19 question. I don't know if you mean the bodies of people who were executed
20 there and if I could identify had they come from that location, no.
21 Q. That's precisely what I needed. Thank you.
22 Would you agree with me if I said that the battlefield and the
23 area following the conclusion of combat must be cleaned up?
24 A. Yes. I'm familiar with that concept.
25 Q. What is the purpose of these cleaning up and sanitary measures
1 after the conclusion of combat? And what is the purpose of these
2 measures, according to the international law?
3 A. Your Honours, this is perhaps outside my particular area of
4 expertise, but logically and from reading military manuals, it's an
5 attempt to remove the dead from the battlefield, to clear the field of
6 dead individuals.
7 Q. Why is that envisaged? What is the reason why the bodies of
8 people, cattle, et cetera, have to be removed from the territory?
9 A. It's normally considered essential for hygienic reasons to remove
10 the dead and bury them in appropriate burial sites.
11 Q. Do you agree that those bodies, those corpses, would create an
12 epidemiological crisis if that were not done?
13 A. Your Honours, I think that's probably too general a question. But
14 yes, I would agree that bodies not correctly buried and removed would be a
15 health hazard.
16 Q. You referred to a multi-disciplinary approach in your work and the
17 profile of experts who took part in drawing up this report. Were there
18 any epidemiologists involved who would say something about the effects of
19 nonburial, of failure to remove these bodies, considering that it was high
20 summer, the 14th and the 15th of July?
21 A. No, there were not epidemiologists employed.
22 Q. But you do agree with me that there would be an epidemiological
23 crisis in the conditions that prevailed at the time, very hot summer, if
24 that's bodies had not been buried?
25 A. Again, I think that's a general question. I will accept that
1 bodies particularly in July, in that heat, would be a source, a possible
2 source, of disease. I'm not a doctor.
3 Q. But precisely for this reason, wasn't it natural and a matter of
4 course to remove these bodies and bury them?
5 A. Your Honours, I can answer these questions generally. I'm not
6 aware that the bodies were removed and buried. I'm talking about the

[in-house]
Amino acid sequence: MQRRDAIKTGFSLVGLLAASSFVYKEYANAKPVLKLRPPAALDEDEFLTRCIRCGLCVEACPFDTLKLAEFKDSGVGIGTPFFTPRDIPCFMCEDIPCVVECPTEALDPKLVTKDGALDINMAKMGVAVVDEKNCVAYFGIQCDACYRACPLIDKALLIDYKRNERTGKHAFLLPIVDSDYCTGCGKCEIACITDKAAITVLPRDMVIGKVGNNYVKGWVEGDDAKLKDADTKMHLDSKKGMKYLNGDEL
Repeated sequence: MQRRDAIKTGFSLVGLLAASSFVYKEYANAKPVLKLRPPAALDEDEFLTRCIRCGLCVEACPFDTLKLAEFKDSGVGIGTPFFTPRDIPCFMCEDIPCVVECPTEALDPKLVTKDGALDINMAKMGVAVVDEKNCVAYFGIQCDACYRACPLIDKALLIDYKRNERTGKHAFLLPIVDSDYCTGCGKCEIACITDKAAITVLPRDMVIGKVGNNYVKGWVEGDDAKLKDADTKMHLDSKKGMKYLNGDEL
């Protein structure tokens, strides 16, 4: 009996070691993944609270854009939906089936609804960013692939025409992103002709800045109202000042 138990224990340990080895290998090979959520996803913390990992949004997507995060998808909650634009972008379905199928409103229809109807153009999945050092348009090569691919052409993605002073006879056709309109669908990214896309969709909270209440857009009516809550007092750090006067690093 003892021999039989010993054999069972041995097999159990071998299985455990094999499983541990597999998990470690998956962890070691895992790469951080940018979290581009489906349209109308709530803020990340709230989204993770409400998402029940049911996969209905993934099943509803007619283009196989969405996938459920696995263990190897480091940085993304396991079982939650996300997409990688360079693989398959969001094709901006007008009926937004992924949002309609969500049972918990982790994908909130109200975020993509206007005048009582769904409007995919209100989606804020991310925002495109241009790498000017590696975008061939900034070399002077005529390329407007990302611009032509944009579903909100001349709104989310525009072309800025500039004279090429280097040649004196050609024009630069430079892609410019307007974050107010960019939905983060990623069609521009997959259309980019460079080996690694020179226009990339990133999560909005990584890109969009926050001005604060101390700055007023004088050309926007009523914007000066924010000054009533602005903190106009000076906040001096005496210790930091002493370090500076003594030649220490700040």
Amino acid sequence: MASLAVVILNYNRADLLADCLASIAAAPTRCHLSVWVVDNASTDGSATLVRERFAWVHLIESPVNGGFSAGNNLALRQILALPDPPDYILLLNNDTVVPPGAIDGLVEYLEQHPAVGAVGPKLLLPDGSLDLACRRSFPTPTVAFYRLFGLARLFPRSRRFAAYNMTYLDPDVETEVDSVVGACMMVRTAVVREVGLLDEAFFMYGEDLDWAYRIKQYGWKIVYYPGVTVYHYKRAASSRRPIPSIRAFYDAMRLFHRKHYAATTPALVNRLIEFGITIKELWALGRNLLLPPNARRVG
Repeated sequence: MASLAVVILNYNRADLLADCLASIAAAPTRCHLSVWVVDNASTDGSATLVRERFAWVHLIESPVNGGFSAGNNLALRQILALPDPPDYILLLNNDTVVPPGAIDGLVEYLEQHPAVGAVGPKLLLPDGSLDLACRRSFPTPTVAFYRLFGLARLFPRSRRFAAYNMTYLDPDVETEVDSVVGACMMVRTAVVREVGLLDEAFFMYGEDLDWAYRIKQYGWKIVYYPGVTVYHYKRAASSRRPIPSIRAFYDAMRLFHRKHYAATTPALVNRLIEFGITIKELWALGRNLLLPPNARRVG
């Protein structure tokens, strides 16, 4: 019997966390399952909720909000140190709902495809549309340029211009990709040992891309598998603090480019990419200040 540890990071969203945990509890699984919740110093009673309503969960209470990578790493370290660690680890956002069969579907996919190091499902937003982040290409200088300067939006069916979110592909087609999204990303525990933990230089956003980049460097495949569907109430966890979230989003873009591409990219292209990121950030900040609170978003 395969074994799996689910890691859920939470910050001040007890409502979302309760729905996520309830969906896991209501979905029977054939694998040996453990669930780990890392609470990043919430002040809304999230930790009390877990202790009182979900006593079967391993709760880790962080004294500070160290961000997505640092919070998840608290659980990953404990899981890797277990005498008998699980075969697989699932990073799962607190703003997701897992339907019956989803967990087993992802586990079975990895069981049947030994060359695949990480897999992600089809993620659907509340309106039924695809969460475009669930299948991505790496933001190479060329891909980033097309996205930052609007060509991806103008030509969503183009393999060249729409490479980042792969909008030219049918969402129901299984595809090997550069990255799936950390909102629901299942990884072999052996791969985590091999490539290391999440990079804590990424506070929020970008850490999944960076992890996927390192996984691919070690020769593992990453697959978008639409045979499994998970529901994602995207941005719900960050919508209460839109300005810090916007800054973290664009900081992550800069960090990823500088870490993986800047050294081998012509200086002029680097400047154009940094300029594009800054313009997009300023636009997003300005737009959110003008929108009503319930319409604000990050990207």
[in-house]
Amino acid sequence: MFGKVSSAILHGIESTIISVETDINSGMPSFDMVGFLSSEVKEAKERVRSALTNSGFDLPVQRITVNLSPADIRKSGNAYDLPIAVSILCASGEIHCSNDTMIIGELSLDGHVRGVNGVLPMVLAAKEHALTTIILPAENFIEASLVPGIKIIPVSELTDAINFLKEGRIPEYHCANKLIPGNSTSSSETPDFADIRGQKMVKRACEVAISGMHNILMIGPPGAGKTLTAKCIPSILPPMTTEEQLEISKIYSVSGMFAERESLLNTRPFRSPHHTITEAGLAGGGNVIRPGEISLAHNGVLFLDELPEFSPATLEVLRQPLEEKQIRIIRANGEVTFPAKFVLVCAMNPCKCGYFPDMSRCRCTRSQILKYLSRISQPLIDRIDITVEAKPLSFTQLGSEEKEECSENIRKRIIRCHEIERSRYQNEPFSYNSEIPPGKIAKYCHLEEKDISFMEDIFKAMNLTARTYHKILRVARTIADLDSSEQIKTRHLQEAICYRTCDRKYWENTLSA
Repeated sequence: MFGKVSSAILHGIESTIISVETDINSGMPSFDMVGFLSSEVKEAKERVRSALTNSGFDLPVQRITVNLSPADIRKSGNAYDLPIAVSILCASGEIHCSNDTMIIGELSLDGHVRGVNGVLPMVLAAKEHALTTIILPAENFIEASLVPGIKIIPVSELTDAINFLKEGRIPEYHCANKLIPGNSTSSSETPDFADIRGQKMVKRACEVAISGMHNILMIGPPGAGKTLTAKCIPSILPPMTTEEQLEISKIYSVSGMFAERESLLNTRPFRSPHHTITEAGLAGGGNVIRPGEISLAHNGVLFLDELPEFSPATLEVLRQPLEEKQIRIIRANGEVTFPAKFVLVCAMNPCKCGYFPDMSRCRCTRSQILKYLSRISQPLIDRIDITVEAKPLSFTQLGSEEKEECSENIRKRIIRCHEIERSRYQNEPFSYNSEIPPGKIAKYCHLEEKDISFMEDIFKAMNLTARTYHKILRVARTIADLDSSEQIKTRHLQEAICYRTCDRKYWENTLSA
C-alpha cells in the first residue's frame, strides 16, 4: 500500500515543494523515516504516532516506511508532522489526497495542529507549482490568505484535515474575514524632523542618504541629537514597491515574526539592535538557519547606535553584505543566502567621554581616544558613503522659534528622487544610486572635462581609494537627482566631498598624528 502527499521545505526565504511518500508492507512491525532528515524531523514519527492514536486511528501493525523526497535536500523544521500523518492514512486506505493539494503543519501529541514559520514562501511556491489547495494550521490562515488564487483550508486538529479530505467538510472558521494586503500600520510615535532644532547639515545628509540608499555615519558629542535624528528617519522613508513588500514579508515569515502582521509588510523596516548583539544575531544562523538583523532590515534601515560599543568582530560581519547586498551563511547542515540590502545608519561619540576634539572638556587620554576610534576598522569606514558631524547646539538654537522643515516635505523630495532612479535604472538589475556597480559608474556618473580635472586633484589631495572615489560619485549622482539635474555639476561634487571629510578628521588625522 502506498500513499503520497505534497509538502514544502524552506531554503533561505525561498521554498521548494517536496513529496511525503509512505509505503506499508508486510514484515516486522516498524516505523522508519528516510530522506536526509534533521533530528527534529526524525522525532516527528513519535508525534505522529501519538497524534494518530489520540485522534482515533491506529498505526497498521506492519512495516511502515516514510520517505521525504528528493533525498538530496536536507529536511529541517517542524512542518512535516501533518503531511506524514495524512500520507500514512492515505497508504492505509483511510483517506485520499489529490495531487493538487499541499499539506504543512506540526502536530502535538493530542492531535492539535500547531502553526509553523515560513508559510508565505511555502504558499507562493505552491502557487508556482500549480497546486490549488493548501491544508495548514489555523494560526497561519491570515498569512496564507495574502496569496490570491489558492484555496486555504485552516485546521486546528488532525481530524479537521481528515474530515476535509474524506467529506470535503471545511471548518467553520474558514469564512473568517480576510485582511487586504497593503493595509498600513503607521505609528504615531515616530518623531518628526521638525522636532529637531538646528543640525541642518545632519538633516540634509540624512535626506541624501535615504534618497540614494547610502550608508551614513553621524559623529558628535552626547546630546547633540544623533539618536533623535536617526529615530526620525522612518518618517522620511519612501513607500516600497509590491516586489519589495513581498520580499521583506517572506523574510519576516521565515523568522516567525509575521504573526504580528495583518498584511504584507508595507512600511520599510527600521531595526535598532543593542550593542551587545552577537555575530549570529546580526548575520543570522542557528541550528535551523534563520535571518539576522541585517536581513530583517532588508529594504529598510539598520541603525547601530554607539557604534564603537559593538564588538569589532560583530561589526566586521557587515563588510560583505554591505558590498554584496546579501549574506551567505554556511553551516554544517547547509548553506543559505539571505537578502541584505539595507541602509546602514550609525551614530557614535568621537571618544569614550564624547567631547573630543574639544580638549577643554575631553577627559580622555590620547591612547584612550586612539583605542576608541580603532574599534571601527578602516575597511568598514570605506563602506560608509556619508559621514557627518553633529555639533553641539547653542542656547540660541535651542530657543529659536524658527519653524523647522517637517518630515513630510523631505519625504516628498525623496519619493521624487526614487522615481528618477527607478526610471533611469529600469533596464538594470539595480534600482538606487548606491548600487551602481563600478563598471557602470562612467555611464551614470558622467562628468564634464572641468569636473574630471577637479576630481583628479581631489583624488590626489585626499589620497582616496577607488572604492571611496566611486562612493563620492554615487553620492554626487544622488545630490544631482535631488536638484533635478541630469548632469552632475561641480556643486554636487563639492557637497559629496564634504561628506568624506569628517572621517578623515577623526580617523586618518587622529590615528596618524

7 bodies that were located in the graves. As I say, I feel these questions
8 are perhaps too general and I don't want to give general answers to
9 confuse the matters.
10 Q. Mr. Manning, I will then use the classification or the numeration
11 from the indictment. Wasn't it normal for those bodies to be buried,
12 because otherwise they could have created an epidemiological crisis?
13 A. I would ask for clarification of what bodies we're speaking about.
14 Q. We're talking about the bodies that you, among others, helped
15 exhume, the bodies that were buried at the relevant time.
16 A. Certainly, Your Honours. The people that were executed, there was
17 such a large number that there would have been a health issue, there would
18 have been a very bad smell, there would have been health issues. I
19 certainly agree with that. And that those bodies would have to be buried
20 or otherwise disposed of.
21 Q. Thank you, Mr. Manning. There's just one more point I wanted to
22 come back to from your earlier testimony. You said that 40 mass graves
23 have been found, 23 of which have already been explored. Would that be
24 fair to say?
25 A. Your Honours, it's actually 43 mass graves. 23 had been exhumed,
1 20 had been handed over, and they have been exhumed or partly exhumed, I
2 believe, by the Bosnian Commission.
3 Q. Actually, I wanted to ask: Under what criteria do you classify a
4 grave as a mass grave? What does the term "mass grave" imply?
5 A. The term would generally be accepted to be a grave containing more
6 than one or two individuals. As I said, when the graves were probed or
7 tested, we would find human remains, then we would move metres away and
8 find more human remains, and then continue that process until we were
9 satisfied that there were multiple remains from multiple people. I would
10 indicate in the Srebrenica mass graves, the smallest grave is three
11 individuals, the next is nine, and then 33, and then it moves into the
12 hundreds and hundreds of bodies.
13 Q. So we agree that what is implied under the term "mass grave" is a
14 grave in which three or more bodies were buried. Is that correct?
15 A. I think that would be a general assessment. Perhaps two bodies in
16 a grave would be a mass grave. But in this case we had a grave that we
17 exhumed which I referred to as a mass grave, which had three individuals
18 in it.
19 Q. Thank you. In exhibit P552, annex 2, you indicated the personal
20 details of all persons identified for all mass graves in which -- on which
21 you worked, in whose exhumation you were involved. Is that correct?
22 A. Your Honours, I'm assuming that is the report that I prepared in
23 relation to the 1998/1996 exhumations. If that's the case, yes.
24 Q. Thank you. I have this report in my hands and I wanted to ask you
25 about one general figure. How many bodies have been identified so far,
1 including your work and the work of the Bosnian Commission for Missing
3 A. Your Honours, without checking my report from some years ago, the
4 figure then was approximately 70 individuals. Since then, indeed for most
5 of the progress of the exhumations and autopsies, that work was done by
6 either PHR, Physicians for Human Rights and/or the Bosnian Commission for
7 Missing Persons. I understand that 600 to a thousand individuals have
8 been identified by the Bosnian Commission. I am aware, after visiting a
9 memorial, that 600 were buried and were identified. But I believe that
10 figure is closer to a thousand.
11 Q. Out of that number, 70, or the other figure of 1.000 that have